A publication of Work On Waste USA, Inc., 82 Judson, Canton, NY 13617 315-379-9200 Dec. 1993 to Jan. 1994

A Review, by State, of Operating Municipal Solid Waste Incinerators.
# 19: NEW YORK Notes to Dayton, OHIO

The 19th of our 24-part series continues the review of waste-to-energy MSW incinerators, including references to Waste Not issues. Vendor/Operator from GAA’s 1993 edition. Type: M=Mass Burn; R=RDF. Tons-Per-Day is incinerator design capacity. APC = Air Pollution Controls: 1-ESP. 2-Baghouse. 3-Dry Scrubber. 4-NOx Control. 5-Wet Scrubber.


LOCATION O = OPERATOR Type APC On-Line 1988 1991 1993

NC - Charlotte84 V: M.K. Ferguson Co. M 1 1989 - 235 235

O: M.K. Environmental

New Hanover85 V: N.A. O: County M 1,3,4 1984 200 100 450

OH - Akron86 V: N.A. O: wTe Corp./City R 1 1979 1000 1000 1000

Columbus - - SEE WASTE NOT # 270 Dayton88 V N.A. O: County M 1 1988 900 900 900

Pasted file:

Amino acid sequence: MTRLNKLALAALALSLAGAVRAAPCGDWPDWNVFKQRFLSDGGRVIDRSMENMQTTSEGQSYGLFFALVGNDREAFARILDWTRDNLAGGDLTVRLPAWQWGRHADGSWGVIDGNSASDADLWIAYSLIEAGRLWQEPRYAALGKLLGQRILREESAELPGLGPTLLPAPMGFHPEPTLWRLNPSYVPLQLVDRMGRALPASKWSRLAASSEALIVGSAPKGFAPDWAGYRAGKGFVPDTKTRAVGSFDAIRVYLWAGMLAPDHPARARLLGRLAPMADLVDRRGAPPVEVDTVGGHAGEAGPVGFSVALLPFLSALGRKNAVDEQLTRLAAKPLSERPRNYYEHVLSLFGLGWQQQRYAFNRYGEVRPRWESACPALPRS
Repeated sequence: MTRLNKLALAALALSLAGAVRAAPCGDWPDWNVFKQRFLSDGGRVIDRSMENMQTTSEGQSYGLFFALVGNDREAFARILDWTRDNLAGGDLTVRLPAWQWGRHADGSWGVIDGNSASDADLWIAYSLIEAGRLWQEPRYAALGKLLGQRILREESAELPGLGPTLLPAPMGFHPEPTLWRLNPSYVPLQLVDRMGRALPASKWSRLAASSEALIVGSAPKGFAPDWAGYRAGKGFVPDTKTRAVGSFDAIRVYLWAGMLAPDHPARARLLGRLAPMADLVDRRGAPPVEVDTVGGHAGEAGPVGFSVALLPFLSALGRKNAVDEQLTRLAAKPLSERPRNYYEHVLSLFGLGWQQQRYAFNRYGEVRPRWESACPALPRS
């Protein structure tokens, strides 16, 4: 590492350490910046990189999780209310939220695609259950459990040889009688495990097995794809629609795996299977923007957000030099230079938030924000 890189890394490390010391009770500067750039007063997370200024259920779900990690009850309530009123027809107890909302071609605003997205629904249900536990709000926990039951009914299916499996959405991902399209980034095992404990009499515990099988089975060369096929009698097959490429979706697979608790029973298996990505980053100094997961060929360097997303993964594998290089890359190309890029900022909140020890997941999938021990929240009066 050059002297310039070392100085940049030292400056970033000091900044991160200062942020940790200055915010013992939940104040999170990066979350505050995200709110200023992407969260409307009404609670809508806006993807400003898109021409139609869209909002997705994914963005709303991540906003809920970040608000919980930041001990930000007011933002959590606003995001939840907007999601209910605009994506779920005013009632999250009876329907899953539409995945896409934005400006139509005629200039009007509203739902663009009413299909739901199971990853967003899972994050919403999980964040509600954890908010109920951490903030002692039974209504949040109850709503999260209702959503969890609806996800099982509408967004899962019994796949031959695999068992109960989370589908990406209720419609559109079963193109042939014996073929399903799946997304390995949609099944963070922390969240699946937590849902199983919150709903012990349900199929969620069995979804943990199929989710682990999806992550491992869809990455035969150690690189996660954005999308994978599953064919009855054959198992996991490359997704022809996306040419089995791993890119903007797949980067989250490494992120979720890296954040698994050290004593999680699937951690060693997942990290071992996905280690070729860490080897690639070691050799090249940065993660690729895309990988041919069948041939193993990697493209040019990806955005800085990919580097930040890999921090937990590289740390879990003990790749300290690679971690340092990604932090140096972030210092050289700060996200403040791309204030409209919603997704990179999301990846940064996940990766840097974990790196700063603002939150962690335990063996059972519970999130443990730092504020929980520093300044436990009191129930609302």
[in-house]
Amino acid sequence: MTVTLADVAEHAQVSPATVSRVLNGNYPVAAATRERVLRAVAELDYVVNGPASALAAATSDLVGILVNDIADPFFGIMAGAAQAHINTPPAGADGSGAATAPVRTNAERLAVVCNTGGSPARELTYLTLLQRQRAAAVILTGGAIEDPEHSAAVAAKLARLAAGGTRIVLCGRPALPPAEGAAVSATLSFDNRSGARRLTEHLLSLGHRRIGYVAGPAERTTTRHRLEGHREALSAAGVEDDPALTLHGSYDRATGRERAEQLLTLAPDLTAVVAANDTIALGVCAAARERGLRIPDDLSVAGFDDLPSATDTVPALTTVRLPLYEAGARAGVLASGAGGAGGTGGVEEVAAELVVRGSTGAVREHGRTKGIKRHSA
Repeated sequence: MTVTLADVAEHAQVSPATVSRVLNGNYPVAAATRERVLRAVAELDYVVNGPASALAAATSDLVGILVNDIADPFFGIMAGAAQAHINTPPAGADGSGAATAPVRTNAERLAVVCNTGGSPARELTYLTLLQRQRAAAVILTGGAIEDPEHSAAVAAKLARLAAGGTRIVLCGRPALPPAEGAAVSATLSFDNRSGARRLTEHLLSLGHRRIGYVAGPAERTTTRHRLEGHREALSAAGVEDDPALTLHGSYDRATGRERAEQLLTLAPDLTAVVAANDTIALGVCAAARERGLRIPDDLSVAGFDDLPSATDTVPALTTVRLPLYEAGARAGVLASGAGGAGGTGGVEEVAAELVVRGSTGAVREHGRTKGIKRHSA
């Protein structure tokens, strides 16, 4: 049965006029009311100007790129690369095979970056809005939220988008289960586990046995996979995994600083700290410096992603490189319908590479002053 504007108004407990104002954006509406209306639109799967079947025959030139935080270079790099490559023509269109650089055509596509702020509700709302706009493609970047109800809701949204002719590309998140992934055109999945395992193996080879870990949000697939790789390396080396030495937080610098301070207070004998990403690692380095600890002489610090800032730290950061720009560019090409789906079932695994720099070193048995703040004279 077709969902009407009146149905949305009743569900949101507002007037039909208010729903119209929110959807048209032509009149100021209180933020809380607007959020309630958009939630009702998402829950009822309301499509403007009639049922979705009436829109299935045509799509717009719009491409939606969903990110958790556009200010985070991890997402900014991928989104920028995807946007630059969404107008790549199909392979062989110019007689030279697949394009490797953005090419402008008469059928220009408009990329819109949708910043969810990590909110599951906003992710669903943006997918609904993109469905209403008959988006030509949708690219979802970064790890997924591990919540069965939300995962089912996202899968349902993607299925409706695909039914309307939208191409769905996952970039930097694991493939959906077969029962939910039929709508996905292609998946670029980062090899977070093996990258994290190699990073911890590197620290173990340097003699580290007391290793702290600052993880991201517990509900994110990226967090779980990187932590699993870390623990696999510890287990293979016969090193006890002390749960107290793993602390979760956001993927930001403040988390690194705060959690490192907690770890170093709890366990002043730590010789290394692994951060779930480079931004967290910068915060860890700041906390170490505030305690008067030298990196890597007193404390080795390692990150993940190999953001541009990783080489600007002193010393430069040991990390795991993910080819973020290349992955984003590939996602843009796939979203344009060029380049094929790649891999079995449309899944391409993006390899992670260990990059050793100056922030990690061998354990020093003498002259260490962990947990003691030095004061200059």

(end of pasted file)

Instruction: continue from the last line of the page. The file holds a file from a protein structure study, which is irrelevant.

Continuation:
(A): RE: MEDICAL WASTE. Bob McCarty, NY State DEC (Albany), informed us that NY incinerators can accept untreated and treated medical wastes at MSW Mass Burn/RDF/or pyrolysis facilities. The regulations appear in the latest 6 NYCRR PART 360, Solid Waste Management Facility Regulations, effective October 9, 1993, 360-3.3 (J) (2). McCarty noted that prior to any MSW incinerator accepting untreated or treated medical waste, a request for approval to the DEC has to be made. He said that currently only Babylon (a 750 tpd MSW incinerator operated by Ogden Martin) is accepting treated medical waste and that Dutchess County (a 500 tpd MSW incinerator operated by Westinghouse) was considering accepting medical waste. McCarty also stated that 60-75% of NY’s medical waste is exported out of state. BFI runs a commercial 96 tpd autoclave operation in western NY and there is an autoclave facility on L.I. for sharps only. (In August 1989, the NY Dept. of Health published a report that emphasized the use of MSW incinerators for medical waste disposal.a) For information on radioactive materials in medical waste showing up at solid waste landfills, incinerators and autoclaves in NY State contact Diane Heminway, Citizens Environmental Coalition, 11149 Dunlop Road, Medina, NY 14103. Tel: 716-798-0111. Also see Sept 1992 report Managing Medical Waste, Fact Sheet#6, available for $3 from Citizens Environmental Coalition -address below